The “culture of innovation”: misnomer, oxymoron, myth or chimera?

In the opening piece of the Summer 2017 issue of MIT Sloan Management Review, Paul Michelman writes about diminishing importance of corporate culture in the age of networked enterprises. Obviously, not everyone agrees with Mr. Michelman, and the whole discussion just highlights our near-obsession with the “cultural” aspects of business operations.

Nowhere else has this phenomenon reached such an epic proportion as in our dealing with the proverbial “culture of innovation,” a subject whose popularity in business literature and social media can only be matched by the extreme fuzziness of its definition. However, in my opinion, the very term “culture of innovation” is a misnomer, if not an oxymoron.

No matter how you precisely define it, culture is about sharing: sharing perceptions, thoughts, beliefs and even behavior. But the implicit homogenization that the sharing tries to achieve is completely antithetical to innovation, which is about diversity. A growing body of evidence (summarized in a 2014 article in Scientific American) shows that socially diverse groups, that is, those with a diversity of race, ethnicity, gender and sexual orientation, are more innovative than socially homogeneous groups. It is exactly a conflict of backgrounds and experiences, not their sharing, that makes innovation happen.

Why then is the myth of “culture of innovation” so sustainable? I suspect that the major reason is that the frequent—and often empty– talk about it allows corporate leaders to take a hands-off approach when it comes to developing innovation strategy and establishing innovation processes.

I was quite amused to see the data presented in a recent PWC’s report on innovation surveying 246 CEO’s from around the world. The captains of industry cited “existing organization culture” as one of the top three obstacles preventing their companies from being more innovative.

Think about that for a minute! Why would a CEO view an “organization culture” as something that is completely out of their control, like a natural disaster or act of war? Is it not their direct responsibility to design and implement policies fostering this culture?

Apparently not. In recent years, many CEOs have mastered the art of talking about innovation, delivering well-rounded answers to friendly questions in non-confrontational surveys and interviews. But a frighteningly large number of them still demonstrate a cloudy vision of the very fundamentals of the innovation process. Too many CEOs don’t consider overseeing innovation process as part of their jobs, proudly claiming instead that “in our company, innovation is everyone’s job.” That’s where a non-stop talk about the culture of innovation comes so handy.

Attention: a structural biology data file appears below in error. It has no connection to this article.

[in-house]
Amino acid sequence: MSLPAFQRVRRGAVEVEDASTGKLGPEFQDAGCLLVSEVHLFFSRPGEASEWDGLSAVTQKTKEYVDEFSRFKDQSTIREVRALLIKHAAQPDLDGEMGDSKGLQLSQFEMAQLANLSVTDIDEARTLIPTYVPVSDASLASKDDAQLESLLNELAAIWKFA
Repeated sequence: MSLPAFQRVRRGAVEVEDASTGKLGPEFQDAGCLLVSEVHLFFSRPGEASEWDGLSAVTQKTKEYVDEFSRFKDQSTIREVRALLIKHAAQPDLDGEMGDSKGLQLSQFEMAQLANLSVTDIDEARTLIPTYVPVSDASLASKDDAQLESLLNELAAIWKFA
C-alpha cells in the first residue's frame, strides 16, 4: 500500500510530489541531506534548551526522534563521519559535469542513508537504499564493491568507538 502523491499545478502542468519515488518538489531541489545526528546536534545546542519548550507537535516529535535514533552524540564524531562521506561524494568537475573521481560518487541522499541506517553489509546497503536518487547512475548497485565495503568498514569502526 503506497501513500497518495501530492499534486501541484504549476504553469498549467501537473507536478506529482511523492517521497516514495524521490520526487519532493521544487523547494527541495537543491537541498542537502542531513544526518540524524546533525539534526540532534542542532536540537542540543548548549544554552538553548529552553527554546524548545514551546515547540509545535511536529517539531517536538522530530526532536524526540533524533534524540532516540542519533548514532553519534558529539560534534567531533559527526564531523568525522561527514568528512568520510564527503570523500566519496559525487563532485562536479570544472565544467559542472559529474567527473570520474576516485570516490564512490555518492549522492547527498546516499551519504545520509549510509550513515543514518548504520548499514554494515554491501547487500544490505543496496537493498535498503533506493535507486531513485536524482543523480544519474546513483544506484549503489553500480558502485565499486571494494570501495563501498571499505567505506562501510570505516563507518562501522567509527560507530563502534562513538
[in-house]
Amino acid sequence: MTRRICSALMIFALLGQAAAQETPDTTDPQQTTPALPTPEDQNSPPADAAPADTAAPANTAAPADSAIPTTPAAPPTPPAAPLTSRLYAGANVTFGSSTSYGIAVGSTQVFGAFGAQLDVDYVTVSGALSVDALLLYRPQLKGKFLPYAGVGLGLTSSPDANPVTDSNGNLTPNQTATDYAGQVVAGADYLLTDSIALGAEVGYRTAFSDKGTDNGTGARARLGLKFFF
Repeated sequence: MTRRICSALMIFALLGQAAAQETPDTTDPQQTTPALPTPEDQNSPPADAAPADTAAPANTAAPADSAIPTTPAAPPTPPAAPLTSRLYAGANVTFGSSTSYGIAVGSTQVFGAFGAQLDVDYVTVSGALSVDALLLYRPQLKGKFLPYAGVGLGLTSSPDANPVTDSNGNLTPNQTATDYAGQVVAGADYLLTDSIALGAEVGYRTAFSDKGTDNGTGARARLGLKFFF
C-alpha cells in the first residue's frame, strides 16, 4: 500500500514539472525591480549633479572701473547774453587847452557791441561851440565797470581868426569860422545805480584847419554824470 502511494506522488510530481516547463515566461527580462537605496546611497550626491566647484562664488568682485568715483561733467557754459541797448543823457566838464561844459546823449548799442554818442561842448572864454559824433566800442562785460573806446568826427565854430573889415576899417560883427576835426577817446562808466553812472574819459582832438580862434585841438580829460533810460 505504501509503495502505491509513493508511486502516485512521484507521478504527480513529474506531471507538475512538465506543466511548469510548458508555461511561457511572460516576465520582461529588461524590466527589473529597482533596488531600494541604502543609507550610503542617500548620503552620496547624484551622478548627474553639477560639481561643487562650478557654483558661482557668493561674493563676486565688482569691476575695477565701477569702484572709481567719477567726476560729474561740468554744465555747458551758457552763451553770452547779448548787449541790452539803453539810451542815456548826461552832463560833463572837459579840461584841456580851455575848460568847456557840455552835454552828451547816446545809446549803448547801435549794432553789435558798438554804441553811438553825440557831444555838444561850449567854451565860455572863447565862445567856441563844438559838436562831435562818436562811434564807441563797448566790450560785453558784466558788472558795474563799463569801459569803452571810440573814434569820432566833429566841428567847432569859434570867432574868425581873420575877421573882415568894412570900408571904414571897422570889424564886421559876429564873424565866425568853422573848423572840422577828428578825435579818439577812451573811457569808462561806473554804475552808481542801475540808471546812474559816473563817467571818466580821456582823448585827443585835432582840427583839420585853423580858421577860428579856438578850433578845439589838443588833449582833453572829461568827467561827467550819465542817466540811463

Instead of chasing chimeras, our corporate leaders should start implementing specific corporate policies helping innovation take roots in their organizations. In particular, they may try two things:

  1. Making stock option grants, as opposed to cash bonuses and other monetary rewards, the principal incentive for engaging employees in innovation projects.

This proposal is based on a 2015 finding that companies offering stock options to non-executive employees were more innovative, and that the positive effect of stock options on innovation was more pronounced with longer-term grants.

  1. Placing employees involved in innovation projects on fixed-term employment contracts, as opposed to employment-at-will. Alternatively, the creation of tenure-like job arrangements for people involved in strategic innovation initiatives can be considered.

This proposal is taking cue from a 2001 study showing that labor laws making it more difficult to fire employees increase their participation in corporate innovation activities. The authors of the study argued that the lower threat of termination produced by stronger anti-dismissal laws decreased the “cost of failure” for employees to engage in potentially risky innovation projects.

Of course, there is no guarantee that either of these initiatives will work. But they are at least testable and, even more importantly, measurable–as opposed to the hollow calls on the employees “to take risks,” “fail fast and often” and “celebrate failure.”

Real corporate innovation begins with structure and process. And if you keep perfecting them, while communicating the results to the rest of your organization, then sooner or later, a habit of repeated innovation will emerge. You want to call this habit culture? Be my guest.

p.s. You can read the latest issue of my monthly newsletter on crowdsourcing here: To subscribe to the newsletter, go to

Image created by Tatiana Ivanov

About Eugene Ivanov

Eugene Ivanov is the Founder of (WoC)2, an innovation consultancy that helps organizations extract maximum value from the wisdom of crowds by coordinated use of internal and external crowdsourcing.
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7 Responses to The “culture of innovation”: misnomer, oxymoron, myth or chimera?

  1. Gopal R Krishnan says:

    It is true that some CEOs and the upper management generally do not have a good view of how innovation fits into their corporate framework. And the end result is framing of innovation guidelines or strategies that are difficult to sustain and faulty. The other important negative consequence of this is the quality of output from the innovation or invention pipeline. I think It is better to get less of quality output rather than a higher amount of low quality output (which amounts to more money being spent in managing them).

  2. I can fully support this view. In my discussions with industry leaders I experienced that they do not realize that the innovation process would be their responsibility. Sometimes they agree that the job has to be done but in the next moment they try to delegate it to somebody else in the hirarchy.

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